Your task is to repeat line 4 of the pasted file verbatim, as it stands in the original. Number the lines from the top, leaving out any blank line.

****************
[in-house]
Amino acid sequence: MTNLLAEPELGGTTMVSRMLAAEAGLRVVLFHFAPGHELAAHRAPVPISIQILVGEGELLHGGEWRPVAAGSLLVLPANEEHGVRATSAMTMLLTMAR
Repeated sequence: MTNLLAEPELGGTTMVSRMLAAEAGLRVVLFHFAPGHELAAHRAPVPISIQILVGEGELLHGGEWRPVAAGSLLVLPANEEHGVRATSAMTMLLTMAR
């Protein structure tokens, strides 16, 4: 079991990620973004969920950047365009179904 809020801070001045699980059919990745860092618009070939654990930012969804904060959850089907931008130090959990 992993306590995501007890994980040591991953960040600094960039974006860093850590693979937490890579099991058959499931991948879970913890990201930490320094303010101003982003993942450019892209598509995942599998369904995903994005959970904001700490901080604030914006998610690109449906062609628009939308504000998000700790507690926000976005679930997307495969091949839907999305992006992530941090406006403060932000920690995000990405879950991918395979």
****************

């Protein structure tokens, strides 16, 4: 079991990620973004969920950047365009179904 809020801070001045699980059919990745860092618009070939654990930012969804904060959850089907931008130090959990 992993306590995501007890994980040591991953960040600094960039974006860093850590693979937490890579099991058959499931991948879970913890990201930490320094303010101003982003993942450019892209598509995942599998369904995903994005959970904001700490901080604030914006998610690109449906062609628009939308504000998000700790507690926000976005679930997307495969091949839907999305992006992530941090406006403060932000920690995000990405879950991918395979």